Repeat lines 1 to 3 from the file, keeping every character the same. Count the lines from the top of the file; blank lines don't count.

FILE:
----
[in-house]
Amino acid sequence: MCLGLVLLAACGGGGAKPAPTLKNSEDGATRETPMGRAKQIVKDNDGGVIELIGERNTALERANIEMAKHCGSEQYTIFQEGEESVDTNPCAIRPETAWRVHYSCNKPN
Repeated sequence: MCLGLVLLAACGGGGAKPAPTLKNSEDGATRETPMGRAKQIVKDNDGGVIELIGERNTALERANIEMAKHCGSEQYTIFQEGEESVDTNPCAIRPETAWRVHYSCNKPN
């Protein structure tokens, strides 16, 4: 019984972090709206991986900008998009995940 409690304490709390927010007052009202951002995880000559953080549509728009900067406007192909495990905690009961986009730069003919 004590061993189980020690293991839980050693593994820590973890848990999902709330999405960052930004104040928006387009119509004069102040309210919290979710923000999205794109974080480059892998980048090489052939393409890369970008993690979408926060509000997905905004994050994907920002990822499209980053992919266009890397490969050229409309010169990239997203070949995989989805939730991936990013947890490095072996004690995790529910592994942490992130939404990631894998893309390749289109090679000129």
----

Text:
[in-house]
Amino acid sequence: MCLGLVLLAACGGGGAKPAPTLKNSEDGATRETPMGRAKQIVKDNDGGVIELIGERNTALERANIEMAKHCGSEQYTIFQEGEESVDTNPCAIRPETAWRVHYSCNKPN
Repeated sequence: MCLGLVLLAACGGGGAKPAPTLKNSEDGATRETPMGRAKQIVKDNDGGVIELIGERNTALERANIEMAKHCGSEQYTIFQEGEESVDTNPCAIRPETAWRVHYSCNKPN